Vienna Goes VLBI Global Observing System
VGOS Squared (FWF, P31625)
Project-Leader: Johannes Böhm (January 2019 – 31 December 2022)
In geodetic Very Long Baseline Interferometry (VLBI), we use globally distributed VLBI radio telescopes to observe quasars billions of light years away. The difference in arrival times of the signals at the stations is the primary observable used in geodesy to estimate baseline vectors between radio telescopes, positions of quasars, and Earth orientation parameters. The observables are determined by time-tagging the signals with the use of atomic clocks, e-transferring the data, and cross-correlation at special computing facilities, called correlators. With these unique capabilities, VLBI plays a key and outstanding role in the determination of terrestrial and celestial reference frames as well as Earth orientation parameters. For example, VLBI is the only technique for the observation of Universal Time (UT1) which is related to the Earth rotation angle and thus of fundamental importance for any kind of positioning and navigation with the Global Navigation Satellite Systems (GNSS). VLBI is also critical for the accuracy of the scale of the terrestrial reference frame, which is realised by positions and velocities of globally distributed sites. The stability of the scale at an accuracy level of 0.1 mm/year is a prerequisite for the observation of small geodynamic quantities, such as sea level rise at about 3 mm/year.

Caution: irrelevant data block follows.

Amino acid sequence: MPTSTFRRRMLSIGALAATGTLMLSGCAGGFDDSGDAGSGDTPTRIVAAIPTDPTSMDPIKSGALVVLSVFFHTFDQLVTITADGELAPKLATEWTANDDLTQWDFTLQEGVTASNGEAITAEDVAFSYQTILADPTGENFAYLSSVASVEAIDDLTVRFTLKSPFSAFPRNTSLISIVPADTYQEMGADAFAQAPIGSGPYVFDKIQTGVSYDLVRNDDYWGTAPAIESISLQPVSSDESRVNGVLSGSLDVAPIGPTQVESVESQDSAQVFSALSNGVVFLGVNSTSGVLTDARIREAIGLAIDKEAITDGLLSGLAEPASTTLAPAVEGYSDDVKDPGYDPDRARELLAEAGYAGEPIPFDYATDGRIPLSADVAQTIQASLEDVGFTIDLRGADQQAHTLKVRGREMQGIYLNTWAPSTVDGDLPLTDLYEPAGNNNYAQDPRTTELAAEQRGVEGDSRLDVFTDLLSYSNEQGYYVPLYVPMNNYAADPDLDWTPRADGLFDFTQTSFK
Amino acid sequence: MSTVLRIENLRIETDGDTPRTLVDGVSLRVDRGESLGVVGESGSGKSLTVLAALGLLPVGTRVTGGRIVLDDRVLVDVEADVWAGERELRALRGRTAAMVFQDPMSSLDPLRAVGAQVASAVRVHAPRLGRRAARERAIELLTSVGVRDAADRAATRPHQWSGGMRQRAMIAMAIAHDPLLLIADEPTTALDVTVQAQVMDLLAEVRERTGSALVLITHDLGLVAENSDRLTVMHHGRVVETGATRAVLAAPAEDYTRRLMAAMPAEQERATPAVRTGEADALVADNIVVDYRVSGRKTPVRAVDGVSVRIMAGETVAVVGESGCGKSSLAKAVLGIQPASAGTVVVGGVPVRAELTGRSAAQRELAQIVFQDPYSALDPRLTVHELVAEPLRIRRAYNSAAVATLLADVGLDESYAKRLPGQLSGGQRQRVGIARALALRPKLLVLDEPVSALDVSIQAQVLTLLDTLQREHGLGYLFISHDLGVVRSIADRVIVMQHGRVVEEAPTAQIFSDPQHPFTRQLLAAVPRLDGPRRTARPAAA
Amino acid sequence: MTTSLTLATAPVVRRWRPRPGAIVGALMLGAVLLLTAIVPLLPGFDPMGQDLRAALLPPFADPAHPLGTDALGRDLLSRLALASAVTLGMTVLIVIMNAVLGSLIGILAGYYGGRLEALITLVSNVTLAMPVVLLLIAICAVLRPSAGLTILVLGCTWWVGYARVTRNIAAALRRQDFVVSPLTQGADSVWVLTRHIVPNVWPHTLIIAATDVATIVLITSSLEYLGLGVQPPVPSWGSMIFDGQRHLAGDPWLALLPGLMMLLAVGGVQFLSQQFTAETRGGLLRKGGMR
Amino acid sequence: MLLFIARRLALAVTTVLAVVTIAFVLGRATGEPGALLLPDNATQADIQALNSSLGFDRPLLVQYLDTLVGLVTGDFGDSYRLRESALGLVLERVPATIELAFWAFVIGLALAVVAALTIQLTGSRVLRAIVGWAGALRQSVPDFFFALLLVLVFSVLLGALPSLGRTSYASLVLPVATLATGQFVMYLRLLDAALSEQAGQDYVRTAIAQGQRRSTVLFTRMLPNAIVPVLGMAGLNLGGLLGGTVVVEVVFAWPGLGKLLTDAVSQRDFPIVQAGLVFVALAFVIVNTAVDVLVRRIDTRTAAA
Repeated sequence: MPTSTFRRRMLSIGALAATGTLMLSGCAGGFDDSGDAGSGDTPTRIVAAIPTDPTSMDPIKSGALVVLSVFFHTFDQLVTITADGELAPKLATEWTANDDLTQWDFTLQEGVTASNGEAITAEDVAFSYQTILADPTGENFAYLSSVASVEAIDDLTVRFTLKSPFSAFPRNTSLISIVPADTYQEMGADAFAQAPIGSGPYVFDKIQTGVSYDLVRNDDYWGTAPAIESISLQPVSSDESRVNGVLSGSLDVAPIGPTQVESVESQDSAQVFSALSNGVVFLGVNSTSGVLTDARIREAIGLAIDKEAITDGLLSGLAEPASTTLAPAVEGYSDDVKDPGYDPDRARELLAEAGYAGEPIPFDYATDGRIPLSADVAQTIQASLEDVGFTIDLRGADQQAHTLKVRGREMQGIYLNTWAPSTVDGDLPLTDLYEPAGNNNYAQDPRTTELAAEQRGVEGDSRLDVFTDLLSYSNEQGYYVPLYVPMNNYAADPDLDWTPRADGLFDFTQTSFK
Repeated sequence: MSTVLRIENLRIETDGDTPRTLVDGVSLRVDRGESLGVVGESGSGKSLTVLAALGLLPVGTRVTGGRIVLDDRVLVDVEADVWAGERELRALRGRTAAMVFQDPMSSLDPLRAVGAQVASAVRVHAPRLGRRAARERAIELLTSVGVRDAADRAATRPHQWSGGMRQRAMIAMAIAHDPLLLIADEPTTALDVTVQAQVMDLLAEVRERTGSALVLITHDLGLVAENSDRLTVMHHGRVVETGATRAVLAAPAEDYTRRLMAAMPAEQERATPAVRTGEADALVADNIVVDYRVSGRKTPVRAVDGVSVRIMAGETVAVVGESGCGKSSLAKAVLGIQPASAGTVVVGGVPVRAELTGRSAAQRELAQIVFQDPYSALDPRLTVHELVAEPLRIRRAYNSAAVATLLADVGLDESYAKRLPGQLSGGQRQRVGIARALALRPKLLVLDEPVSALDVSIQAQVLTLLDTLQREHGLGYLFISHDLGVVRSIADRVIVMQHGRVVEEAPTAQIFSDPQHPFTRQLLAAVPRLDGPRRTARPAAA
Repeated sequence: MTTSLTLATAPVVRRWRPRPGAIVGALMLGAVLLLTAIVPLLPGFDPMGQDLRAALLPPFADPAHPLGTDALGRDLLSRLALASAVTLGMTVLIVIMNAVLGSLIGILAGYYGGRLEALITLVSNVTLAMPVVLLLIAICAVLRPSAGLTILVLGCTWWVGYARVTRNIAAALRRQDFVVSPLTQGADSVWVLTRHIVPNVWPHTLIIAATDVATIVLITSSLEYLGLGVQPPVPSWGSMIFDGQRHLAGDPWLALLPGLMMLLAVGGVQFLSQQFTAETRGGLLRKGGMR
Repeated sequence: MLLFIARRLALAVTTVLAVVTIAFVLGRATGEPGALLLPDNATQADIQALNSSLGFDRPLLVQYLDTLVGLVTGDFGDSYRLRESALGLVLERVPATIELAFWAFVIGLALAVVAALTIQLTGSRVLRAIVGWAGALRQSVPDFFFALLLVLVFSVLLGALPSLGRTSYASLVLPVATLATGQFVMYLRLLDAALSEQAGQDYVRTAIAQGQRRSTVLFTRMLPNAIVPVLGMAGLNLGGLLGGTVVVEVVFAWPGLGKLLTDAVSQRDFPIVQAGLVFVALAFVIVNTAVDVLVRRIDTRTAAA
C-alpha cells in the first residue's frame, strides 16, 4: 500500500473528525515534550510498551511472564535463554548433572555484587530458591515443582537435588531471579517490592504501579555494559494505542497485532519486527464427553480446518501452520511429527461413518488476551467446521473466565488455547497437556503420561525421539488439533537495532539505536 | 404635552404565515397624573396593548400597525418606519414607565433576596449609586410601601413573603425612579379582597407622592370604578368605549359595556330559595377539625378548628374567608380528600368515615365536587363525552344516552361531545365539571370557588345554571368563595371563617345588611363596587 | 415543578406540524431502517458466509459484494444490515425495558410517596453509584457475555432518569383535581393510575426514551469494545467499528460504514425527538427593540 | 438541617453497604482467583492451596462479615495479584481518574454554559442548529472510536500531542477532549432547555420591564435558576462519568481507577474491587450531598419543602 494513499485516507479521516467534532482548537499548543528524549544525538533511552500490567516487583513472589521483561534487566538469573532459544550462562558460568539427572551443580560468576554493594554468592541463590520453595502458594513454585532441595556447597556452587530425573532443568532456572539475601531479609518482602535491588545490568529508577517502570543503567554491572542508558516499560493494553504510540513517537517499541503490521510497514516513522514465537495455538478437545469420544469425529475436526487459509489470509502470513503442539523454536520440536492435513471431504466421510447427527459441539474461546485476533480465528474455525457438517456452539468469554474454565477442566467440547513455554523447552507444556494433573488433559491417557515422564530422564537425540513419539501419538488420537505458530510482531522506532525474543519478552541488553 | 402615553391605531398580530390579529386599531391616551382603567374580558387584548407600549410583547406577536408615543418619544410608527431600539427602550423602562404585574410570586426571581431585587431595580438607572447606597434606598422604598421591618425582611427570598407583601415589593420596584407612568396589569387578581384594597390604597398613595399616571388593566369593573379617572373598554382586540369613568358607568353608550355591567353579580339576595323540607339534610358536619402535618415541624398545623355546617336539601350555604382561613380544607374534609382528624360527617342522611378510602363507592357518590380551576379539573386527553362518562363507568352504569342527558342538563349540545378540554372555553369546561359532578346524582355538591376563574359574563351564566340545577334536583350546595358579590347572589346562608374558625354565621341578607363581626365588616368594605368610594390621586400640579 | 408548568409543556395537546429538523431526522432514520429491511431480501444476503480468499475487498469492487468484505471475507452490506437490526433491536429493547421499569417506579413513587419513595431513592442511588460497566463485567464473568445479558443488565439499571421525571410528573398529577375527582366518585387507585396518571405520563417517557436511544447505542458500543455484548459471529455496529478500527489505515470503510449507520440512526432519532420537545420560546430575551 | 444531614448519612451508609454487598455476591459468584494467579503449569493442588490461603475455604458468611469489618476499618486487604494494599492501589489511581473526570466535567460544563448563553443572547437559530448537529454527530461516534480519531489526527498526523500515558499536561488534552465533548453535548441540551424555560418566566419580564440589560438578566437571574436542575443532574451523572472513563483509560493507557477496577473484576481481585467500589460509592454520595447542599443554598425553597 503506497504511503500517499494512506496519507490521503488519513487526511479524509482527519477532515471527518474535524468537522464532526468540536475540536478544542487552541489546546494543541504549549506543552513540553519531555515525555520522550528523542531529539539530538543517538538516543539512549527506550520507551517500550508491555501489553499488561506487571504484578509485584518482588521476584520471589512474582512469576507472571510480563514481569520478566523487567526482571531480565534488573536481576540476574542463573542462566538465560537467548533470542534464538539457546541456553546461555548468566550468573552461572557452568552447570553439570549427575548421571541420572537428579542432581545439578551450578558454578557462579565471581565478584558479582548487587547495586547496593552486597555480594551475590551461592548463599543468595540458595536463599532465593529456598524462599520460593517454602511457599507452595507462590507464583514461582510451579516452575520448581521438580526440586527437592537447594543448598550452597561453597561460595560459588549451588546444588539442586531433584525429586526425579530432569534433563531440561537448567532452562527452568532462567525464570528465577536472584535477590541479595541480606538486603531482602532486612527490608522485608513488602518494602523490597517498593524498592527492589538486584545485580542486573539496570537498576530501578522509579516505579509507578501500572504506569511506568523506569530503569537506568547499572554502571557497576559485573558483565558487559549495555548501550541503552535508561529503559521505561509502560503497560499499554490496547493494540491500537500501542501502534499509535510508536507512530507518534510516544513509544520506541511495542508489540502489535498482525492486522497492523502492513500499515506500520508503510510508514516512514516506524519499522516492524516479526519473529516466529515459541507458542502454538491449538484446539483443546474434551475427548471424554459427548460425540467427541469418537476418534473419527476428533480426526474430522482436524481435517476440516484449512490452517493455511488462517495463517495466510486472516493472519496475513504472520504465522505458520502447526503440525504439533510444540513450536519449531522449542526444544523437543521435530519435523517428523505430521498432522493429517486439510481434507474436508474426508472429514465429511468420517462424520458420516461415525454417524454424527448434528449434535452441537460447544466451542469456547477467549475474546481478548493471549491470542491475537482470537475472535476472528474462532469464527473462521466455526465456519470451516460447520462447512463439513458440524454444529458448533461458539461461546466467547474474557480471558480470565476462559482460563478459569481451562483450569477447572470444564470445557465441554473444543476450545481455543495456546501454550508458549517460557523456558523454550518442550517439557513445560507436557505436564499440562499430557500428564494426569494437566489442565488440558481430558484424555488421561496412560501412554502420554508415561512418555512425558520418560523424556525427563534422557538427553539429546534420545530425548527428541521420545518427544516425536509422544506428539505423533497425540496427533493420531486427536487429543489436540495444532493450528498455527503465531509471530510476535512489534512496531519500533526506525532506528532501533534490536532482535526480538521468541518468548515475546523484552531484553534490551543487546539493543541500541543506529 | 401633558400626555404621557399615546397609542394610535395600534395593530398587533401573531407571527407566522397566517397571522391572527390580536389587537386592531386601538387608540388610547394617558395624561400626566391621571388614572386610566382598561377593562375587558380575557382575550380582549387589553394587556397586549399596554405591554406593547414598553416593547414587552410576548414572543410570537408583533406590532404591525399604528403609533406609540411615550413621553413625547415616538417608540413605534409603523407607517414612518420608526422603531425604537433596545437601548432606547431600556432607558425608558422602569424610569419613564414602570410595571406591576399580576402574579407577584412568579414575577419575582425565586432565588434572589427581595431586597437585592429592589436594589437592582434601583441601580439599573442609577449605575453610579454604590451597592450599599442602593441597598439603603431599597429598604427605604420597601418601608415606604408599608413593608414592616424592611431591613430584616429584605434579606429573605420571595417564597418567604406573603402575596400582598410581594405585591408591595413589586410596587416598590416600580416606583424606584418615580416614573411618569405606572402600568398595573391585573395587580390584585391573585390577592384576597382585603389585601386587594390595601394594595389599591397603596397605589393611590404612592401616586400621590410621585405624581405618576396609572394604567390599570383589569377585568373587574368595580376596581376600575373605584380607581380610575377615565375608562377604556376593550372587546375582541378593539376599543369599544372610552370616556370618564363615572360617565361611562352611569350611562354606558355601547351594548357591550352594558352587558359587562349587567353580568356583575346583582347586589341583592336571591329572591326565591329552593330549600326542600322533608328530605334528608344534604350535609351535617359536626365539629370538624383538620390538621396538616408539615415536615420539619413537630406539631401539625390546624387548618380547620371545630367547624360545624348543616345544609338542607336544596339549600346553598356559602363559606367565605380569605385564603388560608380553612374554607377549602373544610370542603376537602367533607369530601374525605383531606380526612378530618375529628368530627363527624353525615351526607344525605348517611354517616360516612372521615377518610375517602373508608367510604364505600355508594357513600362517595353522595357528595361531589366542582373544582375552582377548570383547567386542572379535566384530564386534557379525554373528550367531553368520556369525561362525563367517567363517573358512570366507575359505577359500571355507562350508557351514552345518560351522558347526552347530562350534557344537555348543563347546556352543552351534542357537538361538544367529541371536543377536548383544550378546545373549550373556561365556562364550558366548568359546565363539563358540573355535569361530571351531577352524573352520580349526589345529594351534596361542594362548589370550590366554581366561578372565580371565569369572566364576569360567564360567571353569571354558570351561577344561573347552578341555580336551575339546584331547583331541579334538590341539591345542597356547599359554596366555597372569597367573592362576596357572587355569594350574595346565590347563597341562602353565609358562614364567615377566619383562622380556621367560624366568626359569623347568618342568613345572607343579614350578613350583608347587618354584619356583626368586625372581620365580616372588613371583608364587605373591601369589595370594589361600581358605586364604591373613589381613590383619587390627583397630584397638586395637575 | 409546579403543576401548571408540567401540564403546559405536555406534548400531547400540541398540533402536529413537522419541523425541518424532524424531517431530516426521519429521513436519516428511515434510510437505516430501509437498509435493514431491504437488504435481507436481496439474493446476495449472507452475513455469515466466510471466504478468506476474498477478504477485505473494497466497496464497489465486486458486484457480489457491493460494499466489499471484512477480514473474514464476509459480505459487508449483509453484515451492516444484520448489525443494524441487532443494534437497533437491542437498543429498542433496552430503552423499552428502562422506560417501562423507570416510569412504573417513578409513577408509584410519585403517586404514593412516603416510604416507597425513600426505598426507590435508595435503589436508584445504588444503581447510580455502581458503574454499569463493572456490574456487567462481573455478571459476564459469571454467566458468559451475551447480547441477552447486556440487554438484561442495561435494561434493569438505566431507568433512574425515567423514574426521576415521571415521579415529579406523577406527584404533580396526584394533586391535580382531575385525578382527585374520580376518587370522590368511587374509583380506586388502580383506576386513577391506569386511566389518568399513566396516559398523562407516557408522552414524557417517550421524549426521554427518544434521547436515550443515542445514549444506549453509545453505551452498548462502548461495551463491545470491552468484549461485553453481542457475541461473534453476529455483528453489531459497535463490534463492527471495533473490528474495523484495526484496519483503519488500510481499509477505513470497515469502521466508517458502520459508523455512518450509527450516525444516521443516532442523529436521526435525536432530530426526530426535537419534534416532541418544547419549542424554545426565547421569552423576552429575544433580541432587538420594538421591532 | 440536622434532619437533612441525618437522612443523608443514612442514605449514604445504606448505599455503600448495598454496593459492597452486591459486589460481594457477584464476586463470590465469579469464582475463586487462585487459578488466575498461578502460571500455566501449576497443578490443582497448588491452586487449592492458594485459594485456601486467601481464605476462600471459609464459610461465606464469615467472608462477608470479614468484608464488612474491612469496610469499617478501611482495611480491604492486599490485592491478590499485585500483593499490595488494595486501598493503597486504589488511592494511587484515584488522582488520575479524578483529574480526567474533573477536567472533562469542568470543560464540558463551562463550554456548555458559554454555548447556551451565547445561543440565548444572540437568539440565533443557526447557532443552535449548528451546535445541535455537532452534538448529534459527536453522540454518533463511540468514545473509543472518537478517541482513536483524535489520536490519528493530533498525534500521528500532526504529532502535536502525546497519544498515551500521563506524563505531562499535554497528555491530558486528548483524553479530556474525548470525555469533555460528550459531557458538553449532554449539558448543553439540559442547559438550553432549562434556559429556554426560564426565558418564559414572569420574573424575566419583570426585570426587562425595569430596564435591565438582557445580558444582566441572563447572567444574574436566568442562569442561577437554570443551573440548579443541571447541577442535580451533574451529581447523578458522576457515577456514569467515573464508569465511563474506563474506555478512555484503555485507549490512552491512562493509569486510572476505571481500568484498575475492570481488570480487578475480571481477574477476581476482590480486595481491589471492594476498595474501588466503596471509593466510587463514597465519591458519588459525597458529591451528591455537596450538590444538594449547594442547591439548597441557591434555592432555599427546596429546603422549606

The VLBI community is currently working on a tremendous improvement of the VLBI technique, called VLBI Global Observing System (VGOS), and based on new fast slewing radio telescopes and increased observation bandwidth resulting in astrometric and geodetic quantities of unprecedented accuracies. From a TU Wien (Vienna) point of view, we see the following two tasks as the main fields where we can not only contribute, but really bring VLBI and in particular VGOS activities to the next level. First, there is potential in improving the scheduling of VLBI sessions, i.e., in specifying which radio telescopes should observe which quasars at what time. In particular, we will investigate the application of tree-based schedules (“looking further ahead when scheduling") in combination with graph theory as well as innovative functions to describe the sky coverage at the stations. Second, correlation is and certainly will be the bottleneck in VGOS with a dramatically increased requirement in terms of bandwidth, number of processing cores, and storage. We will use dedicated storage and computing cores for correlation activities on the Vienna Scientific Cluster (VSC), a collaboration of several Austrian universities that provides supercomputer resources and corresponding services to their users. We will investigate the correlation and fringe-fitting of VGOS data along with the automation of the processes from correlation to analysis, thus serving as a role model for other universities to deal with correlation in future.
Independent Generation of Earth Orientation Parameters
European Space Agency: ESA-EOP